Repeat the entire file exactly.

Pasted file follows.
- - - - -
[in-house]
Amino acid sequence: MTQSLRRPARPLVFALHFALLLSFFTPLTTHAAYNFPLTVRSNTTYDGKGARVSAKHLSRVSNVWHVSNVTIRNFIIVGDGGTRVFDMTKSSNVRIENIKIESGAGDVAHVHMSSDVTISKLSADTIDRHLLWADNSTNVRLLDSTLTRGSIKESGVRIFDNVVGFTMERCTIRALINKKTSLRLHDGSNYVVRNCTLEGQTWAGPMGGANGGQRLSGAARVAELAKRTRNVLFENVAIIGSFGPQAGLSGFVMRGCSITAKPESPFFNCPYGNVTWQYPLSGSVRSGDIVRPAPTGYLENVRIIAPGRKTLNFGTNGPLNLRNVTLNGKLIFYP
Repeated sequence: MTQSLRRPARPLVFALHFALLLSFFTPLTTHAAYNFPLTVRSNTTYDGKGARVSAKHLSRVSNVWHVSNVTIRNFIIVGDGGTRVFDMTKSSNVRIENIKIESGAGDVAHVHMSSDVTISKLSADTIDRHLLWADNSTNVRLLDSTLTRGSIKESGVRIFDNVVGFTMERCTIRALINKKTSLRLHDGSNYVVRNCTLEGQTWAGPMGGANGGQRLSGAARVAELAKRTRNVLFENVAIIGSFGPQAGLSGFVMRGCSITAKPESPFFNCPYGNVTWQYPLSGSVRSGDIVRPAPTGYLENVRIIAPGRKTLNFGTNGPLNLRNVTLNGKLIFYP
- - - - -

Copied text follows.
[in-house]
Amino acid sequence: MTQSLRRPARPLVFALHFALLLSFFTPLTTHAAYNFPLTVRSNTTYDGKGARVSAKHLSRVSNVWHVSNVTIRNFIIVGDGGTRVFDMTKSSNVRIENIKIESGAGDVAHVHMSSDVTISKLSADTIDRHLLWADNSTNVRLLDSTLTRGSIKESGVRIFDNVVGFTMERCTIRALINKKTSLRLHDGSNYVVRNCTLEGQTWAGPMGGANGGQRLSGAARVAELAKRTRNVLFENVAIIGSFGPQAGLSGFVMRGCSITAKPESPFFNCPYGNVTWQYPLSGSVRSGDIVRPAPTGYLENVRIIAPGRKTLNFGTNGPLNLRNVTLNGKLIFYP
Repeated sequence: MTQSLRRPARPLVFALHFALLLSFFTPLTTHAAYNFPLTVRSNTTYDGKGARVSAKHLSRVSNVWHVSNVTIRNFIIVGDGGTRVFDMTKSSNVRIENIKIESGAGDVAHVHMSSDVTISKLSADTIDRHLLWADNSTNVRLLDSTLTRGSIKESGVRIFDNVVGFTMERCTIRALINKKTSLRLHDGSNYVVRNCTLEGQTWAGPMGGANGGQRLSGAARVAELAKRTRNVLFENVAIIGSFGPQAGLSGFVMRGCSITAKPESPFFNCPYGNVTWQYPLSGSVRSGDIVRPAPTGYLENVRIIAPGRKTLNFGTNGPLNLRNVTLNGKLIFYP